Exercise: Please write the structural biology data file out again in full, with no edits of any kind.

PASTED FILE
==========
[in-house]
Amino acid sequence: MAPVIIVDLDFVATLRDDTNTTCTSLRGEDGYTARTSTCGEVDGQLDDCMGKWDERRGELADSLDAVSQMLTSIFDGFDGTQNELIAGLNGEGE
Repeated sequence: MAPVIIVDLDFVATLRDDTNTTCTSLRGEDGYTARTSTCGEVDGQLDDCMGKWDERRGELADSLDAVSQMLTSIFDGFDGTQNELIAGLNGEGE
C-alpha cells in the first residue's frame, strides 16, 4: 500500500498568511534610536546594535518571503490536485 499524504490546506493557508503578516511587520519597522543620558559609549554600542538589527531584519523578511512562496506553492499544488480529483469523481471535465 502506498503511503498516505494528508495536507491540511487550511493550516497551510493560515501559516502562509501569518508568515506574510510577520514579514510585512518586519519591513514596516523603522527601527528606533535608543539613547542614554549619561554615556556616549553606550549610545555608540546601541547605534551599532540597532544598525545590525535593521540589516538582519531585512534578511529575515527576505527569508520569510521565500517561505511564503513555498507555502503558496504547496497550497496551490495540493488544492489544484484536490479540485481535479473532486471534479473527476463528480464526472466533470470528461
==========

[in-house]
Amino acid sequence: MAPVIIVDLDFVATLRDDTNTTCTSLRGEDGYTARTSTCGEVDGQLDDCMGKWDERRGELADSLDAVSQMLTSIFDGFDGTQNELIAGLNGEGE
Repeated sequence: MAPVIIVDLDFVATLRDDTNTTCTSLRGEDGYTARTSTCGEVDGQLDDCMGKWDERRGELADSLDAVSQMLTSIFDGFDGTQNELIAGLNGEGE
C-alpha cells in the first residue's frame, strides 16, 4: 500500500498568511534610536546594535518571503490536485 499524504490546506493557508503578516511587520519597522543620558559609549554600542538589527531584519523578511512562496506553492499544488480529483469523481471535465 502506498503511503498516505494528508495536507491540511487550511493550516497551510493560515501559516502562509501569518508568515506574510510577520514579514510585512518586519519591513514596516523603522527601527528606533535608543539613547542614554549619561554615556556616549553606550549610545555608540546601541547605534551599532540597532544598525545590525535593521540589516538582519531585512534578511529575515527576505527569508520569510521565500517561505511564503513555498507555502503558496504547496497550497496551490495540493488544492489544484484536490479540485481535479473532486471534479473527476463528480464526472466533470470528461